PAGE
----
My Neighbor Totoro: Hayao Miyazaki and The Heart-Warming Tale From Studio Ghibli
Warning! This article contains spoilers from the movie, My Neighbor Totoro (1988), as well as minor spoilers from another Studio Ghibli movies, such as Castle in The Sky (1986), Princess Mononoke (1997), and Spirited Away (2001).
Several days ago, I decided to watch a lot of movies from Studio Ghibli. The first film I watched was Spirited Away, one of the most famous movie from the studio. It tells a story of a ten year old girl named Chihiro, who ventured in what-seemed-to-be a spirit world to find a way to save her parents who had been turned to pigs. It was a brave and courageous story about love, family, and friendship; with dazzling, enchanting, and gorgeously drawn world setting.
It left me with a feeling of wanting more. I started to watch other Studio Ghibli’s movies; such as Castle in The Sky, Princess Mononoke, Grave of the Fireflies, The Secret World of Arrietty, and my personal favorite, My Neighbor Totoro.
My Neighbor Totoro was directed by Hayao Miyazaki, co-founder of Studio Ghibli. Miyazaki has been known for his heart-warming themes revolving around family and friendship, humanity’s relationship with nature and technology, and child-like atmosphere. All of these story elements can be seen in most of his movies, including My Neighbor Totoro.
A Little Movie Synopsis
The story starts with a university professor named Tatsuo Kusakabe and his two daughters, Satsuki and Mei, who is currently moving into a new house in the countryside, located near a forest. Their mother is sick and currently being treated in a hospital near their new home. The empty house was inhabited by tiny creatures called susuwatari — a small, dark, dust-like house spirits — who left to find another empty house.
One day, Mei — the youngest of the two — discovers two small spirits who lead her into the hollow of a large camphor tree. She befriends a larger spirit, which identifies itself by a series of roars that she interprets as “Totoro”. She falls asleep atop Totoro, but when Satsuki finds her, she is on the ground. Despite many attempts, Mei is unable to show her family Totoro’s tree.
One rainy night, the girls are waiting for Tatsuo’s bus, which is late. Totoro appears beside them, allowing Satsuki to see him for the first time. Totoro has only a leaf on his head for protection against the rain, so Satsuki offers him the umbrella she had taken for her father. Totoro is delighted and gives her a bundle of nuts and seeds in return. Shortly after, a bus seems to have arrived from the distance, but instead of Tatsuo’s bus; it appears to be a giant, bus-shaped cat. Totoro boards it and leaves, and not long after that, Tatsuo’s bus arrives.
Personal Favorite Scenes
There is one of the film’s most iconic scenes that I love the most. It’s a scene where the two girls are waiting for their dad at a bus stop in the rain. The scene clocks in at almost seven minutes, which is a significant amount of time in a movie that’s just under an hour and a half long. It’s an especially long time to spend on a scene with minimal dialogue. The length communicates the scene’s importance to the audience. The tense silence, combining with the pouring rain, the increasing darkness, and the loss of hope as vehicles pass by without their dad; add up to a sinking sense of dread. It’s just as if the scene tries to communicate Satsuki and Mei’s fear of uncertainty, as their dad is missing in action and their mom is sick.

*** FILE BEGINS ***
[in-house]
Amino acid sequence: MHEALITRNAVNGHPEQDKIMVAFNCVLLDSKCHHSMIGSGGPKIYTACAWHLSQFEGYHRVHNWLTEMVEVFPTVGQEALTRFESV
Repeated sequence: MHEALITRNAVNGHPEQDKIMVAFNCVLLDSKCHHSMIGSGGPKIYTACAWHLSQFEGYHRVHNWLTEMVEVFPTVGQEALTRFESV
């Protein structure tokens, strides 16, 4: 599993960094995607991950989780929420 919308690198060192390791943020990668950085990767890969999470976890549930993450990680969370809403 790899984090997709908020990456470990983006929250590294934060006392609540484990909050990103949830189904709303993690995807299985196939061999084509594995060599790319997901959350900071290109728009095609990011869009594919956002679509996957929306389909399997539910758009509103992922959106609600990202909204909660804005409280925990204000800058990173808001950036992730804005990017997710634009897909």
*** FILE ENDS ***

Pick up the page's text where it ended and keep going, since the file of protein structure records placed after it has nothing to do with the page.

But suddenly, Totoro appears near them. His friendly, whimsical presence — add to that the scene’s quirky BGM — immediately lightens the mood. Here, he turns the scary rain into something fun and worthy of a big, silly grin.
The ending scenes are worth noted too. These scenes are a rejection of everything Totoro represents in the whole duration of the movie. I no longer feel like I am in a kids’ fantasy, but in a gritty reality of life. This scenes try to give a message about how to handle problems at hand. When we’re at the most terrifying situations, giving into despair will make us unable to solve the problems. The most constructive thing to do is to summon that inner hope, ingenuity, and resourcefulness inside one self.
A Fantasy and A Reminder
There’s a reason why My Neighbor Totoro can be enjoyed by audiences from almost all range of age. For children, it feels like diving deep into the world of fantasy and imagination. For adults, it brings this nostalgic feeling of childhood and its innocence. However for me personally, it acts as a reminder about nature — a new perspective of countryside living — how to live in harmony between nature and the creatures living inside, how to not give into despair, and how to be patient as well as hopeful when things didn’t go the way we want. A reminder that it’s okay to be like a child sometimes, to be loud and let our feelings out, and to not suffer in silence like a grown-up would.
If you haven’t watched this movie yet, I don’t know what you’re doing with your life. So, I encourage you (yes, you who are reading this article right now!) to go check out My Neighbor Totoro. Watch the trailer, be interested, and buy/rent/borrow the movie from your friends. It’s an old movie, but the setting and message it has surely won’t get old. It will remind us about what matters most in our life and give us the power to survive in the struggle.
“Everybody, try laughing. Then whatever scares you will go away!” — Tatsuo Kusakabe, My Neighbor Totoro (1988)